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    I think you for that but it does not apply here. FMCSA is federal, which regulates interstate commerce. They also regulate intrastate hazmat in some ways. But we are not talking about interstate commerce here. So, no, this vehicle, even though it is GVWR 16,000 lb, is not considered a commercial motor vehicle by the FMCSA. Some states like California have their own definition of commercial motor vehicle and this vehicle may fit that. In Arizona this vehicle is not defined as a commercial motor vehicle.

    Commercial motor vehicle means any self-propelled or towed motor vehicle used on a highway in interstate commerce to transport passengers or property when the vehicle—

    (1) Has a gross vehicle weight rating or gross combination weight rating, or gross vehicle weight or gross combination weight, of 4,536 kg (10,001 pounds) or more, whichever is greater; or

    (2) Is designed or used to transport more than 8 passengers (including the driver) for compensation; or

    (3) Is designed or used to transport more than 15 passengers, including the driver, and is not used to transport passengers for compensation; or

    (4) Is used in transporting material found by the Secretary of Transportation to be hazardous under 49 U.S.C. 5103 and transported in a quantity requiring placarding under regulations prescribed by the Secretary under 49 CFR, subtitle B, chapter I, subchapter C.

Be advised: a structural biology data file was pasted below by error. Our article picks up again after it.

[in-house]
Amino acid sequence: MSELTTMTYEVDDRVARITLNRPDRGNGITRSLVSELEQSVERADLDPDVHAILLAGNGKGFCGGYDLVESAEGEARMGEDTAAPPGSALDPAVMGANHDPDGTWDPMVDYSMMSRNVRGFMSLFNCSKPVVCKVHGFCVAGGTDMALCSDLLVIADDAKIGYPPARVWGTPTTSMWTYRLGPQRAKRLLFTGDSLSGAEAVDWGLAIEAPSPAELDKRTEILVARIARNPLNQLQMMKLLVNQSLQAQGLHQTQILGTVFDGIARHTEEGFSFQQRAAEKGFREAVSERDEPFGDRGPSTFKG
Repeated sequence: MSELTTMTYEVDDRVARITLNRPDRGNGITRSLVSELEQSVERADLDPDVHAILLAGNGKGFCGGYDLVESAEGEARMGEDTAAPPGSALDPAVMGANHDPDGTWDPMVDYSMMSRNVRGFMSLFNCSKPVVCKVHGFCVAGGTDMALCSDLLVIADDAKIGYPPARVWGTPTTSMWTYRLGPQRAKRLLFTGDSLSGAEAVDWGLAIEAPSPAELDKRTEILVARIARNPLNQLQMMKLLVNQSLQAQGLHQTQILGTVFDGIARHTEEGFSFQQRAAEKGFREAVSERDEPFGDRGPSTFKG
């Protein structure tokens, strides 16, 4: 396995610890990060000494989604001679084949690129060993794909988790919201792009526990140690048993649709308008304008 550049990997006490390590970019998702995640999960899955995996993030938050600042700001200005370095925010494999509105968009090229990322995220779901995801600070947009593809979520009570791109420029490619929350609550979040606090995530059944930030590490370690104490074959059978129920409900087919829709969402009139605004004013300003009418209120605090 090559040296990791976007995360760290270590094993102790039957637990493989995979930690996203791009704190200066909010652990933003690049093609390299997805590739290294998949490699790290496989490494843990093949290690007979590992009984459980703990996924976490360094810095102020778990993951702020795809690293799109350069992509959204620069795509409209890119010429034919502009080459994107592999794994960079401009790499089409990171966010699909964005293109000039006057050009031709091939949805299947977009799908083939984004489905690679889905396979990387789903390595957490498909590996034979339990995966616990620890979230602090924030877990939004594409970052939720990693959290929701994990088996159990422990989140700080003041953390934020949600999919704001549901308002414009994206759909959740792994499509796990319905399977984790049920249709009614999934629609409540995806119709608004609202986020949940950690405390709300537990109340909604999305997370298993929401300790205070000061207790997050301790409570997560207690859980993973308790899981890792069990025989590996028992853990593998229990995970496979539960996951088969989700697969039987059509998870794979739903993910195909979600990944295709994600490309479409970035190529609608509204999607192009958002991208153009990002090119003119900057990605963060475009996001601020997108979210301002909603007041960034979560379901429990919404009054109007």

7. ZVar

    ZVar Road Train Member

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    Which is exactly what I said..... Either fmcsa for federal, or state agency. I take it you are in Arizona? If so, then yes you are correct. As of about a year and a half ago the weight rating was raised to 26k to be considered a cmv. Arizona is fairly unique, although not the only state to not set the gvwr to 10,001 lbs.
     
    Xray4 Thanks this.
  8. Xray4

    Xray4 Light Load Member

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    Gotcha thanks. I read your last line about still being a cmv over 10k as referring to fmcsa or state definition, which we both agree doesn't apply as it's not interstate, and not over 26k so not state cmv defined. Thanks for the clarification.

    Anyway, I am looking at just getting a new dot number assigned to a different LLC that I haven't used in a while and using that for the local box trucks. Keep the two companies totally separate.

    It would be nice to manage the financial record keeping together however. Does anybody know how a subsidiary setup is viewed by fmcsa?
     
  9. Ridgeline

    Ridgeline Road Train Member

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    Well the first question I have is what state are you based out of?

    Here’s how I have my local work structured.

    I have a umbrella Corp that owns everything.

    I have two others for all my local work. Both of these are companies I bought for the contracts and each are located in different states. They are completely separate from the companies that have the authorities. Insurance is based on that specific company and location.